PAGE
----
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A Dead Man in Naples
Seymour of the Special Branch, book 6

by Michael Pearce


His policemanís training and flair for languages has made Sandor Seymour the man the Foreign Office sends in when they need an investigator abroad. The problem in Naples isn't so much that Scampion, an English diplomat, was stabbed to death on the street. Thatís not all that unusual in Naples, and local police should be able to handle it. Mind you, his being on a bicycle is odd and his retaining his wallet borders on incredible. No, the real problem is a credible tip claiming Scampion's death was connected to high level politics with international repercussions. The Foreign Office will naturally deny it, but they'd like Seymour to go find out what it is theyíre denying. And while it's not as important, he might also try to find out who killed Scampion.

I fell in love with the author's earlier Mamur Zapt series because of its vivid characters and setting, sparkling with social comedy-based humor. The humor worked especially well because it was experienced through series hero Gareth Owen, an appreciative audience and participant, even when it was at his own expense. The first few books in this series seemed flat by comparison, which I initially put down to less colorful settings. But as itís come into its own, I've realized that the problem was Seymour himself. While I still think there was less humor to begin with, what was there was seriously undercut by Seymour coming across as very young, naÔve and overwhelmed by it all. Thatís changed†considerably, especially with the last few books. They include more of the slice of life / street life based humor that made the Mamur Zapt books such a joy to read. But just as importantly Seymour has grown into someone more comfortable with his own role who is another appreciative observer of the absurdities around him. This leaves the reader smiling at everything from Seymourís interactions with his fiancťe Chantale, a spiritual cousin of the Mamur Zaptís Zeinab, to his discovery of the snail soup restaurant and its habituťs, a not so distant cousin of the Mamur Zaptís street restaurants.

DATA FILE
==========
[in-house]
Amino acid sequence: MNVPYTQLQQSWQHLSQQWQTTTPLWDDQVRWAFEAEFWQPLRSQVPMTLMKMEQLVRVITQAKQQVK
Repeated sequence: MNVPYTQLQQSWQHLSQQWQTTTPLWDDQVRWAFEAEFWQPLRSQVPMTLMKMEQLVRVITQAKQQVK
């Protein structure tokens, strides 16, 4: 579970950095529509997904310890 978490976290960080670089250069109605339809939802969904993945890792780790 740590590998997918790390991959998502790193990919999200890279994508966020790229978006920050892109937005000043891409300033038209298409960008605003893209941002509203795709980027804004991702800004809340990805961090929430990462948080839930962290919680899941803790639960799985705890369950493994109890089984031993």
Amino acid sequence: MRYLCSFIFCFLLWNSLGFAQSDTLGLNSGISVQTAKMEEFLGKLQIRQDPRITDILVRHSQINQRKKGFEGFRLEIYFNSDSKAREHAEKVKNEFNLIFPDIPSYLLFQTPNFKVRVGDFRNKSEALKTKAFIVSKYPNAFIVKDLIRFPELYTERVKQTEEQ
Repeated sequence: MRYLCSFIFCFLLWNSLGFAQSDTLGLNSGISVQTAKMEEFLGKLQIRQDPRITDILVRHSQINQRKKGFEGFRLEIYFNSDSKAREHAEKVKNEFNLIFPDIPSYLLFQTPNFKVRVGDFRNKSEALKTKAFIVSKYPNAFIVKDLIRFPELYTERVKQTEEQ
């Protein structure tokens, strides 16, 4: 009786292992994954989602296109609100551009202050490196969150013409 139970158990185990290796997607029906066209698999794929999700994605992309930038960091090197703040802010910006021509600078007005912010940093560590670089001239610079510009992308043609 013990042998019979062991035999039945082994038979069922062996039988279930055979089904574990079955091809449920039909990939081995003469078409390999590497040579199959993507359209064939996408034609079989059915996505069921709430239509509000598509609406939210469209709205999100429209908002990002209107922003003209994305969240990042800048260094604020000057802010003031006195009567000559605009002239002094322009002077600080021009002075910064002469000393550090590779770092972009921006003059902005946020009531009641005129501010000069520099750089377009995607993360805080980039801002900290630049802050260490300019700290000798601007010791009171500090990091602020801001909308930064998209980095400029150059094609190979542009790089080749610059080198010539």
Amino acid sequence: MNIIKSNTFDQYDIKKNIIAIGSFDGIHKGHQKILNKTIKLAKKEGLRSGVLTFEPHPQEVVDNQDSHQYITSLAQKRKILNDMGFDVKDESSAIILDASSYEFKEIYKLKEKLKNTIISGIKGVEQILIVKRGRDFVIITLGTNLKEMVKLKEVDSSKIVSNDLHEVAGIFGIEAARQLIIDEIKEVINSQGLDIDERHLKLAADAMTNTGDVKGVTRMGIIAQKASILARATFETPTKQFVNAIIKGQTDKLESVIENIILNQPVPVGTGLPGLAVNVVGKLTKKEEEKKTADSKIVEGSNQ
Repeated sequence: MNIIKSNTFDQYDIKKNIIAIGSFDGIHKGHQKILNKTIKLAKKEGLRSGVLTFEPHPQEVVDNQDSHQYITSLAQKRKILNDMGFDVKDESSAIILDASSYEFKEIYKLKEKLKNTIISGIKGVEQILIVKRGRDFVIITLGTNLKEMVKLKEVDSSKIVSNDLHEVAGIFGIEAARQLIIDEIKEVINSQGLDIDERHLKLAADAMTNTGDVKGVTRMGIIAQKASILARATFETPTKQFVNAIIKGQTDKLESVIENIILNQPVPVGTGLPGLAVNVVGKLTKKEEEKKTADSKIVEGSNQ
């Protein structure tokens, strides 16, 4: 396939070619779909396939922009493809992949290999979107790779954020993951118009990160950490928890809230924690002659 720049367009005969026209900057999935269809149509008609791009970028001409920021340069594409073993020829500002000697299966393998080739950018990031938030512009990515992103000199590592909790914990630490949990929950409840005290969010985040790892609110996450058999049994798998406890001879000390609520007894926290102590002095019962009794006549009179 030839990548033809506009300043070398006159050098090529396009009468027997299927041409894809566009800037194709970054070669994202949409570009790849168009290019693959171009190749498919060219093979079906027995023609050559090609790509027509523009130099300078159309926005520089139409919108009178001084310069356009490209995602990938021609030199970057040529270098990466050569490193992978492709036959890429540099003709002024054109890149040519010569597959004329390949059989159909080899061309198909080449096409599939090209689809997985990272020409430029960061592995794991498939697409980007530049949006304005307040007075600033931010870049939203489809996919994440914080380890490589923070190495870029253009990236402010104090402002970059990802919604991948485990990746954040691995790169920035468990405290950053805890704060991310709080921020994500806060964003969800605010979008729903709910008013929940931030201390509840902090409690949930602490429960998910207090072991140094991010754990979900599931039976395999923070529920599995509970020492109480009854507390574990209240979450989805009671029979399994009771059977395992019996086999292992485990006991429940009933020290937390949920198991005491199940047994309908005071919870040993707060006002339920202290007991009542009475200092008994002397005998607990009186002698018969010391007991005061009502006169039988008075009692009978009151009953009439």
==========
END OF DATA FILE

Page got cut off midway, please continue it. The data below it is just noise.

If you tried earlier books in this series and were disappointed, do yourself a big favor and give it another try with this book and the prior entries, starting with Morocco. However, if you havenít tried any of them, this would be a great place to dive in for some fun reading. Recommended.

The Book

December 2009
Soho Constable
Historical Mystery / Naples, Italy 1913
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The Reviewer

Kim Malo
Reviewed 2010
© 2010